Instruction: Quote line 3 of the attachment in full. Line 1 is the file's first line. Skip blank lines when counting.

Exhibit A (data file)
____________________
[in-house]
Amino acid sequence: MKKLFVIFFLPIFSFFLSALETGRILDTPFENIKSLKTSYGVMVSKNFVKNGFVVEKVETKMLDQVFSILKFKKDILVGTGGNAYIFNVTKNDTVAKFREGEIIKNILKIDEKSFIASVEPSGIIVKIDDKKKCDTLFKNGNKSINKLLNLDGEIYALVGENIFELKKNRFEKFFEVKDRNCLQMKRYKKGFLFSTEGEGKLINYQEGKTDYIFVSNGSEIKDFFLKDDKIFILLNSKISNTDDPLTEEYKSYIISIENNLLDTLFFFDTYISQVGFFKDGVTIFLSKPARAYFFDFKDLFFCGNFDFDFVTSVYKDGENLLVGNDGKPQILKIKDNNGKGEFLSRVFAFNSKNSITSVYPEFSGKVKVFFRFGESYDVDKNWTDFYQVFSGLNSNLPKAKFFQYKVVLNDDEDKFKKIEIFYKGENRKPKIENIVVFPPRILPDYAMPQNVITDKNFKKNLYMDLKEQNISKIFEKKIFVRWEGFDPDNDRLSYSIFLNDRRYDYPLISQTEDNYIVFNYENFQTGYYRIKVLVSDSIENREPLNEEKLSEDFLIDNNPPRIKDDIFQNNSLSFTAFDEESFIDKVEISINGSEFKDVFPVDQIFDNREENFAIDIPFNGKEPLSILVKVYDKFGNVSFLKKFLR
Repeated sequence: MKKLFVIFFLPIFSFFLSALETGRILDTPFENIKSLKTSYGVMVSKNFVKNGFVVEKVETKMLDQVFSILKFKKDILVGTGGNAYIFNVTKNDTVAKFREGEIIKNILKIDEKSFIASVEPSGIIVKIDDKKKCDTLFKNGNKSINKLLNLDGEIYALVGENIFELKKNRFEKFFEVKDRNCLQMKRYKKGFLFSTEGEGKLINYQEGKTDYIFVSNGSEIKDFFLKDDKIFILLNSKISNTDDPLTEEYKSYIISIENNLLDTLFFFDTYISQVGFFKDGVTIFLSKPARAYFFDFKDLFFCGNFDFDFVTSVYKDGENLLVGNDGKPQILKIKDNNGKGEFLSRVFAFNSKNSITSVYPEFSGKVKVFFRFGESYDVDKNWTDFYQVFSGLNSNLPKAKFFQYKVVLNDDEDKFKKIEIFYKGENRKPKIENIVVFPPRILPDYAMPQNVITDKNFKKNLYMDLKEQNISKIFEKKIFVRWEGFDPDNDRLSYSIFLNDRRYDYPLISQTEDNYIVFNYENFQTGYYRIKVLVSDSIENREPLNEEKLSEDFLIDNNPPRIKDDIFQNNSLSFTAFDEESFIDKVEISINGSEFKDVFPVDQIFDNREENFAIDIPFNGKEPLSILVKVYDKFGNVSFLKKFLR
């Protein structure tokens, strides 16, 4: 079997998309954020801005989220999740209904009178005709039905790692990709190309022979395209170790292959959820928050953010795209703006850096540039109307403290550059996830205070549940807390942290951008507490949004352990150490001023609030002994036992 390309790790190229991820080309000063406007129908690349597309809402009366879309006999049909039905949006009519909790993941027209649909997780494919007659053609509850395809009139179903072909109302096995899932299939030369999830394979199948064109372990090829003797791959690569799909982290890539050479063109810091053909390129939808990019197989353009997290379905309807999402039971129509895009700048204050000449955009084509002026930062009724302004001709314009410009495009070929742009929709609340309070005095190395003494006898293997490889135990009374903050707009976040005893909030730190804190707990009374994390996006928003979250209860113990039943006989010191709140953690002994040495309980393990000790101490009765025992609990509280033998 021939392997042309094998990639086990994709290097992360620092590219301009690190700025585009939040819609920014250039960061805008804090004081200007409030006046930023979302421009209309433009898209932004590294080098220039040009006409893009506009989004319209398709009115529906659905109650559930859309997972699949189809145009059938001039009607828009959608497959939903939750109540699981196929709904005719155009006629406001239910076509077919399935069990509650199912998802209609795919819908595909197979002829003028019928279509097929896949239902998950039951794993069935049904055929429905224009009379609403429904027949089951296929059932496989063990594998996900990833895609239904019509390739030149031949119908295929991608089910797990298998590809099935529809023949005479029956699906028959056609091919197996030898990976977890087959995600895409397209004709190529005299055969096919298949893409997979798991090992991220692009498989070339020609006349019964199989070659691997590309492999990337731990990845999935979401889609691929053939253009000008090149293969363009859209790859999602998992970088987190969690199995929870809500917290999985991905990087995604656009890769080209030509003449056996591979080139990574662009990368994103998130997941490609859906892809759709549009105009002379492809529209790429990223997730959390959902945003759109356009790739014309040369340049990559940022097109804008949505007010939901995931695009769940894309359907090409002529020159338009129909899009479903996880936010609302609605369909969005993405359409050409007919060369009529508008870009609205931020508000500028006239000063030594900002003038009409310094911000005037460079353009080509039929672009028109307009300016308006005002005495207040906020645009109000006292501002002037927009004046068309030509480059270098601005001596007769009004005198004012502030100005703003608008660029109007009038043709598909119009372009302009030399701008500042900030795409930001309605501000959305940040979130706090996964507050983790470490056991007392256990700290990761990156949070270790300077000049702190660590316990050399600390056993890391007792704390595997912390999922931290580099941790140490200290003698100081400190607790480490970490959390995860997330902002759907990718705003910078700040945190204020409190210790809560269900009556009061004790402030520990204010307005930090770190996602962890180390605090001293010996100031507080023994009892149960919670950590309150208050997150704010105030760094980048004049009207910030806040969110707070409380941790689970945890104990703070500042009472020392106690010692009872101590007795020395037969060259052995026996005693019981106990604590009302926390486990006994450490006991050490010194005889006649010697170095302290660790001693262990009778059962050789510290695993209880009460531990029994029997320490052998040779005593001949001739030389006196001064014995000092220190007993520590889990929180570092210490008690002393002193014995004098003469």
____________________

Repeated sequence: MKKLFVIFFLPIFSFFLSALETGRILDTPFENIKSLKTSYGVMVSKNFVKNGFVVEKVETKMLDQVFSILKFKKDILVGTGGNAYIFNVTKNDTVAKFREGEIIKNILKIDEKSFIASVEPSGIIVKIDDKKKCDTLFKNGNKSINKLLNLDGEIYALVGENIFELKKNRFEKFFEVKDRNCLQMKRYKKGFLFSTEGEGKLINYQEGKTDYIFVSNGSEIKDFFLKDDKIFILLNSKISNTDDPLTEEYKSYIISIENNLLDTLFFFDTYISQVGFFKDGVTIFLSKPARAYFFDFKDLFFCGNFDFDFVTSVYKDGENLLVGNDGKPQILKIKDNNGKGEFLSRVFAFNSKNSITSVYPEFSGKVKVFFRFGESYDVDKNWTDFYQVFSGLNSNLPKAKFFQYKVVLNDDEDKFKKIEIFYKGENRKPKIENIVVFPPRILPDYAMPQNVITDKNFKKNLYMDLKEQNISKIFEKKIFVRWEGFDPDNDRLSYSIFLNDRRYDYPLISQTEDNYIVFNYENFQTGYYRIKVLVSDSIENREPLNEEKLSEDFLIDNNPPRIKDDIFQNNSLSFTAFDEESFIDKVEISINGSEFKDVFPVDQIFDNREENFAIDIPFNGKEPLSILVKVYDKFGNVSFLKKFLR